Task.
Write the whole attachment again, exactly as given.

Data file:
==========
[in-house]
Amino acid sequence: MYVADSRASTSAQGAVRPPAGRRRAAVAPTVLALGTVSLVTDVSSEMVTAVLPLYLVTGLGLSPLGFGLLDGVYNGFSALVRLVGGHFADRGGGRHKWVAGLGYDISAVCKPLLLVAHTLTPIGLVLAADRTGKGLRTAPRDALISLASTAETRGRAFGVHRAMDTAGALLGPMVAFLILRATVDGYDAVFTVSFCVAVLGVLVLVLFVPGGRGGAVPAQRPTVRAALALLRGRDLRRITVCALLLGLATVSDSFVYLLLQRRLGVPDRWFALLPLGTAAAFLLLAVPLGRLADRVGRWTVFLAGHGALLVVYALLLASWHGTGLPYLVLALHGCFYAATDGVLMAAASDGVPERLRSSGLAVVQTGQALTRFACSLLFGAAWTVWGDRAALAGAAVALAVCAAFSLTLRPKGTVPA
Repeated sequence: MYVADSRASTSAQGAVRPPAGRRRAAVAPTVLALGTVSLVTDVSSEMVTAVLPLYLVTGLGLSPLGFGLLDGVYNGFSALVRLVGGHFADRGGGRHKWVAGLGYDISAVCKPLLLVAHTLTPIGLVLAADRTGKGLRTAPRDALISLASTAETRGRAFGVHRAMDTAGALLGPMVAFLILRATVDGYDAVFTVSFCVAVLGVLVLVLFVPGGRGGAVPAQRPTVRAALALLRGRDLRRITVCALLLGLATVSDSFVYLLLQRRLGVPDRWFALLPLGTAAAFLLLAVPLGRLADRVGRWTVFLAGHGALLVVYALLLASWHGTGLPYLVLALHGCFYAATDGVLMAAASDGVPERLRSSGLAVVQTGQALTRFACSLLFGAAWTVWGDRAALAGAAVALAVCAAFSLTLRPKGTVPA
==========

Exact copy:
[in-house]
Amino acid sequence: MYVADSRASTSAQGAVRPPAGRRRAAVAPTVLALGTVSLVTDVSSEMVTAVLPLYLVTGLGLSPLGFGLLDGVYNGFSALVRLVGGHFADRGGGRHKWVAGLGYDISAVCKPLLLVAHTLTPIGLVLAADRTGKGLRTAPRDALISLASTAETRGRAFGVHRAMDTAGALLGPMVAFLILRATVDGYDAVFTVSFCVAVLGVLVLVLFVPGGRGGAVPAQRPTVRAALALLRGRDLRRITVCALLLGLATVSDSFVYLLLQRRLGVPDRWFALLPLGTAAAFLLLAVPLGRLADRVGRWTVFLAGHGALLVVYALLLASWHGTGLPYLVLALHGCFYAATDGVLMAAASDGVPERLRSSGLAVVQTGQALTRFACSLLFGAAWTVWGDRAALAGAAVALAVCAAFSLTLRPKGTVPA
Repeated sequence: MYVADSRASTSAQGAVRPPAGRRRAAVAPTVLALGTVSLVTDVSSEMVTAVLPLYLVTGLGLSPLGFGLLDGVYNGFSALVRLVGGHFADRGGGRHKWVAGLGYDISAVCKPLLLVAHTLTPIGLVLAADRTGKGLRTAPRDALISLASTAETRGRAFGVHRAMDTAGALLGPMVAFLILRATVDGYDAVFTVSFCVAVLGVLVLVLFVPGGRGGAVPAQRPTVRAALALLRGRDLRRITVCALLLGLATVSDSFVYLLLQRRLGVPDRWFALLPLGTAAAFLLLAVPLGRLADRVGRWTVFLAGHGALLVVYALLLASWHGTGLPYLVLALHGCFYAATDGVLMAAASDGVPERLRSSGLAVVQTGQALTRFACSLLFGAAWTVWGDRAALAGAAVALAVCAAFSLTLRPKGTVPA